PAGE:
Conjunctiva – The conjunctiva is the transparent skin that lines both the inside of our upper and lower lids, as well as the eyeball itself. This tough, outer coating of the eye is quick to heal after trauma or infection. Infection or inflammation of this tissue is known as a “conjunctivitis” and frequently results in the eyes appearing red, or bloodshot. Often times, a bloodshot eye indicates either an infection, inflammation, or the presence of a foreign body in the eye. Infection can result from bacteria, virus, fungi, or protozoa, and such cases of “pink eye” should be quickly addressed to prevent complication. Other causes of conjunctivitis include dry eye, allergies, meibomitis, and blepharitis.
Sclera – Our eye’s main support structure is a spherical structure called the sclera. The sclera is a strong, leathery tissue that reinforces the shape and integrity of the eye. The sclera is typically white in appearance, though inflammation of the sclera (known as “scleritis”) can make the sclera appear pink or red in color. A scleritis is frequently caused by systemic auto-immune disease such as arthritis or lupus. Any discoloration of the sclera, or deep boring pain of the eye, should be investigated quickly in order to receive prompt treatment.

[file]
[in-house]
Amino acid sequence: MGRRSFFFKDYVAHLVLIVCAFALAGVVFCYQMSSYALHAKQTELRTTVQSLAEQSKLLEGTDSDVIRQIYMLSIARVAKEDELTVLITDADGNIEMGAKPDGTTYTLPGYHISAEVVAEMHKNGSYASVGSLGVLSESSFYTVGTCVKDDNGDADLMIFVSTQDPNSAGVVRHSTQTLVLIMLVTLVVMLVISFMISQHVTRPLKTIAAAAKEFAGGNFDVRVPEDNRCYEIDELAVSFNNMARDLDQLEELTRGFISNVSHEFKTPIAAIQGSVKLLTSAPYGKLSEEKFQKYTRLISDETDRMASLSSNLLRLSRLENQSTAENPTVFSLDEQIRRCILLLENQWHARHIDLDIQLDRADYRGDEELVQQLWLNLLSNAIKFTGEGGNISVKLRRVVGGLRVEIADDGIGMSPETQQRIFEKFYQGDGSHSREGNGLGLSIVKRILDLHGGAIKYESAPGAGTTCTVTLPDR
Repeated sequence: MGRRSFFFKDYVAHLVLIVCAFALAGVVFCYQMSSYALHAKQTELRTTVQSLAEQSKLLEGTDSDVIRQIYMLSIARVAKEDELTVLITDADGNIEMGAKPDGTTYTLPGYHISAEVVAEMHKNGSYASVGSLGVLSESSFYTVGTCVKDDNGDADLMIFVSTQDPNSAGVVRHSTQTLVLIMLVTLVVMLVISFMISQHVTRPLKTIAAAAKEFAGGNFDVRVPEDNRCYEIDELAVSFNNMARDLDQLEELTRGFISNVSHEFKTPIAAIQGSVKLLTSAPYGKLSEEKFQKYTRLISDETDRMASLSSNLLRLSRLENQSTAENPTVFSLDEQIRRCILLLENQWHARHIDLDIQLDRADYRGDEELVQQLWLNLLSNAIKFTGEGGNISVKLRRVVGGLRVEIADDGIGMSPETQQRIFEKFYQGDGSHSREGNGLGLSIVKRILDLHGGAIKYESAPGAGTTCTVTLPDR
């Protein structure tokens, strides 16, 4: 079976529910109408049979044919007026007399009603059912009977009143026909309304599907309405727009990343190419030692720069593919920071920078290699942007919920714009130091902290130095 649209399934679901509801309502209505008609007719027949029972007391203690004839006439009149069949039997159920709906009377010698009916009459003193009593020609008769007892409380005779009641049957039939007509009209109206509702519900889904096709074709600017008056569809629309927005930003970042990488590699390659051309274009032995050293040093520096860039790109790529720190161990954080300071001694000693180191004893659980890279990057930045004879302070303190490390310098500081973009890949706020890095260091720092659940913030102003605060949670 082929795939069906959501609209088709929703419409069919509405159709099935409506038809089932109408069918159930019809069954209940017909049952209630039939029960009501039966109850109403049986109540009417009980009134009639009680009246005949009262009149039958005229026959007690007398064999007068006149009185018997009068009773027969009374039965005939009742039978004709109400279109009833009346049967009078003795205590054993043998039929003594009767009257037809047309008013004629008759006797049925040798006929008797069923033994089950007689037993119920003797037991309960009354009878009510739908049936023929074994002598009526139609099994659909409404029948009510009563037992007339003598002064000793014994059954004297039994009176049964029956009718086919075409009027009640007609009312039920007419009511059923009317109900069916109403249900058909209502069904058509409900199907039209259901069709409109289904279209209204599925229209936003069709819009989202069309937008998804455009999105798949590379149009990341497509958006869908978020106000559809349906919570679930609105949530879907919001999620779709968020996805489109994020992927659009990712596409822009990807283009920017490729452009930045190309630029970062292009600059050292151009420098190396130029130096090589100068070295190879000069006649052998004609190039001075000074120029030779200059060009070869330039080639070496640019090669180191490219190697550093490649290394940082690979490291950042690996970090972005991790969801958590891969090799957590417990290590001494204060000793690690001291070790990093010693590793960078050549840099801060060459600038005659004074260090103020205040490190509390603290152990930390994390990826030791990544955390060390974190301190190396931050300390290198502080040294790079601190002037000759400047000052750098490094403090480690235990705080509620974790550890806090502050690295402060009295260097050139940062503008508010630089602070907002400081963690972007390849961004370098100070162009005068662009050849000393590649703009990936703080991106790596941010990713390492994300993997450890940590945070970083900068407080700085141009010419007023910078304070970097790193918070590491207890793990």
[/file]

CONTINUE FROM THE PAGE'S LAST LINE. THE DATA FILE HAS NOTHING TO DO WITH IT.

Cornea – Probably the most remarkable tissue in the eye is the avascular (without blood vessels) cornea. The cornea is the powerful refracting lens at the front of the eye. It is an incredibly delicate, finely-tuned optical structure that provides the transparent front surface of the eye. The cornea is the most sensitive part of your entire body (when you get an eyelash in your eye, it is your cornea that makes you freak out and work to remove it). Disease of the cornea is serious because any lasting scars will compromise the cornea’s transparency, and thus ability to function optimally. A variety of genetic conditions exist which can alter the shape of the cornea and often impede its function, the most common of which is keratoconus. Keratoconus is a progressive thinning and steepening of the cornea that requires special contact lenses for adequate treatment in many patients. The cornea is also the structure that is reshaped with an ablative laser in such surgical procedures as LASIK and PRK.